Shomrim’s volunteers were dispatched and found the victim’s tallit (prayer shawl) dumped by the bins beside the pond. They then found the victim’s tefillin (small black boxes worn during prayer containing Torah verse) in the water.
“Volunteers lovingly recovered the tefillin from the water and quickly identified the victim to alert him,” said Chaim Hochhauser, a spokesman for Shomrim’s Stamford Hill branch, on Thursday.
Police arrested a 47-year-old woman on suspicion of a racially aggravated public order offence after she was tackled by neighbourhood watch volunteers in Stamford Hill, which is home to Europe’s largest Hasidic Jewish community.
She is said to have run after a group of around 14 children aged between eight and 13 on Sunday night while shouting antisemitic abuse.
Herschel Gluck, the President of North London Shomrim, was profiled in the Jewish Chronicle:
“They said to us that they’ve never caught a burglar in situ”, the 59-year-old says. “By us it’s frequent — we frequently catch burglars when they’re coming out of the house, when they’re in the house, because we get there a lot quicker than the police.
“Our function isn’t to replicate the police, it is to get to the scene, secure the scene, apprehend the perpetrator and wait for the police to come. They make the arrest.”
“I think perhaps, other areas of London could learn from our model, about how to have a constructive association with members of other communities”, he says.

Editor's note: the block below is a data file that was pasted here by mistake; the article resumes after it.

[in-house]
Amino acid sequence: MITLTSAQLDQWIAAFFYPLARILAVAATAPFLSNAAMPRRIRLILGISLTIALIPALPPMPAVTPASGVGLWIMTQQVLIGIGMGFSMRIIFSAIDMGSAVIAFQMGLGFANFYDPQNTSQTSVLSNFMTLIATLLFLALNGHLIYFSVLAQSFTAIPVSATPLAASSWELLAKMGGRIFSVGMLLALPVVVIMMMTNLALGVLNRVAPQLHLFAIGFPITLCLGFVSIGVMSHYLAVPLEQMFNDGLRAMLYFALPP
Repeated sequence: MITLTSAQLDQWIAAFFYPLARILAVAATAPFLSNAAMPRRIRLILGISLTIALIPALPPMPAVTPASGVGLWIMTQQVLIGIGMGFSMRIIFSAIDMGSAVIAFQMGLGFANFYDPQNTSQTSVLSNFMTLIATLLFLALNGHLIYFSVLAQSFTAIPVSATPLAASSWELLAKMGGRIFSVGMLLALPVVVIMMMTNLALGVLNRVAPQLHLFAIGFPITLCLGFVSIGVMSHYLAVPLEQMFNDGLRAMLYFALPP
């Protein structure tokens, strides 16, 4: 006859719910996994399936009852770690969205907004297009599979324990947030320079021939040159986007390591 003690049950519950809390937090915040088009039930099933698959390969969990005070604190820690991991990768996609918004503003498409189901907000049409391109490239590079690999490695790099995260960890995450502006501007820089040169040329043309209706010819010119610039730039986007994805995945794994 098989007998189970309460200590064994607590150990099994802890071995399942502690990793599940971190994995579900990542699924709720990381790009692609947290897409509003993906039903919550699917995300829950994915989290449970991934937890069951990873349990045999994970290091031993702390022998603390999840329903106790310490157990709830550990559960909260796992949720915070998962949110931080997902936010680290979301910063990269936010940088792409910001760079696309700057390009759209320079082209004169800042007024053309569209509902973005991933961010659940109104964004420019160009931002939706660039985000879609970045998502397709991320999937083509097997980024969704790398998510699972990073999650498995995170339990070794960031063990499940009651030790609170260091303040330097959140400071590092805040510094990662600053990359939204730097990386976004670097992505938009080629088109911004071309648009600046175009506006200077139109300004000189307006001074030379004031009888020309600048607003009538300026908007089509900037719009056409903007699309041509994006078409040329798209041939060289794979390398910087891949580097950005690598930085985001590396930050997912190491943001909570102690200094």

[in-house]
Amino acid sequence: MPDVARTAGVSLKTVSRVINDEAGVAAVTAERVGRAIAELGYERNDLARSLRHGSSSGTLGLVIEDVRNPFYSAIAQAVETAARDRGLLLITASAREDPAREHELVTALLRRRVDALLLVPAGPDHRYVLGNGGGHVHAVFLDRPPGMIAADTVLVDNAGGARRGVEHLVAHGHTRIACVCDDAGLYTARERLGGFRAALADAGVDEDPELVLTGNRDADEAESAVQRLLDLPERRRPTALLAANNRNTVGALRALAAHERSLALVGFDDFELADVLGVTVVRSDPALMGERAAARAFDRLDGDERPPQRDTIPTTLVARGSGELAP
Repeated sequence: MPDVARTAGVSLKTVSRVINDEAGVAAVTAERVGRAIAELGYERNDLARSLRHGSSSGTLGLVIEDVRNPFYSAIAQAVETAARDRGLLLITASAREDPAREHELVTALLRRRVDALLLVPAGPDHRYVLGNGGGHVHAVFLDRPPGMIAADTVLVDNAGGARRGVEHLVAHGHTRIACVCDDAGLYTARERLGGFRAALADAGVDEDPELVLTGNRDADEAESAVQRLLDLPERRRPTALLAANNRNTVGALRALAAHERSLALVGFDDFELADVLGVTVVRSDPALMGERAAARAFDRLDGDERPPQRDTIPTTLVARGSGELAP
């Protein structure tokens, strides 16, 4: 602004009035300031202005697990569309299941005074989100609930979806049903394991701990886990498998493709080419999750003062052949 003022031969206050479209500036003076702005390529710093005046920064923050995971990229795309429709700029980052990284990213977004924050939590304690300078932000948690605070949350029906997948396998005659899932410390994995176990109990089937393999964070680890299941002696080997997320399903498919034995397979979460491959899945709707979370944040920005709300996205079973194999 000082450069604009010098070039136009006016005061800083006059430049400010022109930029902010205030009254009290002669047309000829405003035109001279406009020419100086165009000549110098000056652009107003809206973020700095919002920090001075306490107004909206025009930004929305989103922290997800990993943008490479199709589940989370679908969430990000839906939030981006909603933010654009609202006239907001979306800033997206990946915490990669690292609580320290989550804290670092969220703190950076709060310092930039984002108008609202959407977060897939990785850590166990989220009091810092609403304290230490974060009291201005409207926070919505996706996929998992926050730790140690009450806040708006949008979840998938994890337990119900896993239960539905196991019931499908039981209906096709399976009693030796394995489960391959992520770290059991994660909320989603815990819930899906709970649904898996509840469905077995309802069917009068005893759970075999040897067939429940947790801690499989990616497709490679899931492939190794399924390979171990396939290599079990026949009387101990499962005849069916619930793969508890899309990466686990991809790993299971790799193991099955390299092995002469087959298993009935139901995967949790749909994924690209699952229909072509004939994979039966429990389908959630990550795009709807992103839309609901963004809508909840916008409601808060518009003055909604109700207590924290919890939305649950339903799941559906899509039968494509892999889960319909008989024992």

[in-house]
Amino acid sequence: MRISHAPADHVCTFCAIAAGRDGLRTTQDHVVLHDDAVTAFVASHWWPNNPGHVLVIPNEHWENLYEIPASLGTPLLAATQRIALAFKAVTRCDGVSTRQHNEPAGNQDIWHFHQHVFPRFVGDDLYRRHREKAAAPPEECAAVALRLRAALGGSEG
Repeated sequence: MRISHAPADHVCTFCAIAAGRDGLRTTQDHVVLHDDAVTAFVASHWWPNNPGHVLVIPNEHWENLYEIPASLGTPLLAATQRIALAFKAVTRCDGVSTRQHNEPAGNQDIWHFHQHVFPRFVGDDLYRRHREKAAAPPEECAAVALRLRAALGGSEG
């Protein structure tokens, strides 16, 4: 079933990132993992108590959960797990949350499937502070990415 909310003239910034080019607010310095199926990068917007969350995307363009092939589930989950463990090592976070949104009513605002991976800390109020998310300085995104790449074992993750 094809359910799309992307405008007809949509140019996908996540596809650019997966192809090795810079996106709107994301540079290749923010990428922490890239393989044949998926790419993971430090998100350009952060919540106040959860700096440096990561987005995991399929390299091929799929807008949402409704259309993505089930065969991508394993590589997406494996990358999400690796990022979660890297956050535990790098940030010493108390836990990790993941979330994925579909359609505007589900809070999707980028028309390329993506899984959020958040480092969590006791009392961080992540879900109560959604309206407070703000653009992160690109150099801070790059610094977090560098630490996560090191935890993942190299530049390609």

“When the first Muslims came to the neighbourhood in the late ’60s, early ’70s, it was actually Jewish people who welcomed them and helped them. And this in turn helped to an appreciation, to a positive memory, of relations with Jewish people, and an appreciation of what the Jewish people did for Muslim individuals. I think constructive engagement generally pays very good dividends.
“It’s been a real partnership. Both communities work equally together for the common good and for each other. I’m very, very heartened by the attitudes and by the actions of our Muslim partners in this area, and I am aware that that sentiment is shared by the Muslim community, that they see in the Jewish community people who really look out for them.”
London Shomrim were profiled in the Evening Standard, Britain’s 4th highest circulation newspaper:
Last year the organisation said it facilitated 146 arrests, 22 of which were for anti-Semitic offences. A registered charity, Shomrim polices everything from drink-driving to racist abuse and its patrols are aimed at protecting all members of society, with 64 per cent of its work last year supporting the non-Jewish community.
After both suspects’ images were circulated in the Gazette online and in the paper, an eagle-eyed reader from the uniformed orthodox Jewish street safety patrol, Shomrim, identified Paczkowska, and the women were arrested in February.
Det Con Anwen Clissold, from Hackney’s East area detections team, said … “I would like to thank the Gazette and and Shomrim who identified the suspect for their help in bringing these two to justice.”